Also known as Policeman's Heel
Plantar fasciitis (PF) is a painful inflammatory process of the plantar fascia, the connective tissue on the sole (bottom surface) of the foot. It is often caused by overuse of the plantar fascia or arch tendon of the foot. It is a very common condition and can be difficult to treat if not looked after properly. Another common term for the affliction is "policeman's heel".Source: Wikipedia
Within all the people who go to their doctor with plantar fasciitis, 95% report having foot or toe pain, 36% report having ankle pain, and 24% report having knee pain. The symptoms that are highly suggestive of plantar fasciitis are foot or toe pain, change in skin mole size or color, foot or toe cramps or spasms, and itchy scalp, although you may still have plantar fasciitis without those symptoms.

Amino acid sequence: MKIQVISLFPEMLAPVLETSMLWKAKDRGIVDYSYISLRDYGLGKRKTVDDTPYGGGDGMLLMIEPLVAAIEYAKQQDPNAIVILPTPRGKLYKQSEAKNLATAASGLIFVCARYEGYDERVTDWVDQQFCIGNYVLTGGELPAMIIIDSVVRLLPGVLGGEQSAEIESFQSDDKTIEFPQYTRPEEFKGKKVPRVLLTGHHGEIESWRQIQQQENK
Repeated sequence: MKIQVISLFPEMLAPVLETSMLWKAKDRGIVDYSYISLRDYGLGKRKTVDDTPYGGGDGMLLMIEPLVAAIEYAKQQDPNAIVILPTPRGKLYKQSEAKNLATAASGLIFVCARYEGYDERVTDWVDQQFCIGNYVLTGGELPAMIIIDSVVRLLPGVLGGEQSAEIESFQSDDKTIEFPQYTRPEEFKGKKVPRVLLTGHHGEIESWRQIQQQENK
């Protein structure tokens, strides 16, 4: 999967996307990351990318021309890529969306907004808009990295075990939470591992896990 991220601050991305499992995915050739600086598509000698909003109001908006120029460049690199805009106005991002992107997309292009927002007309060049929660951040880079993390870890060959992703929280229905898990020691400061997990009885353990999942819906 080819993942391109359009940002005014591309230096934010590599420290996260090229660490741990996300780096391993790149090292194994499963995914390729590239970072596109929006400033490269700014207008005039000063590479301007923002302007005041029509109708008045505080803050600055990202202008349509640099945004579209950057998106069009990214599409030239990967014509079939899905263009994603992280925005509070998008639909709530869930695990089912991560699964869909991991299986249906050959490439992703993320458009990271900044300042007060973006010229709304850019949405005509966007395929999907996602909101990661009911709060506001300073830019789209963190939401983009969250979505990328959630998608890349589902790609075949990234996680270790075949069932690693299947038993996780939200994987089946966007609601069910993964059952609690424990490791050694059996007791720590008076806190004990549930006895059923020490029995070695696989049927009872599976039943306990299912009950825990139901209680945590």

Patients with plantar fasciitis often receive radiographic imaging procedure, plain x-ray, examination of foot, physical therapy exercises, application of splint, lipid panel, other therapeutic procedures and rectal examination .
The most commonly prescribed drugs for patients with plantar fasciitis include triamcinolone topical product, etodolac, nabumetone, indomethacin, betamethasone topical product, acetaminophen / tramadol, zolmitriptan (zomig), estrogens, conjugated (usp) / medroxyprogesterone, selenium sulfide topical, cortisone, angelica sinensis preparation (toki), estrogens, esterified (usp) / methyltestosterone and trolamine salicylate topical .
Groups of people at highest risk for plantar fasciitis include age 30-44 years age 45-59 years. On the other hand, age 1-4 years and age < 1 years almost never get plantar fasciitis.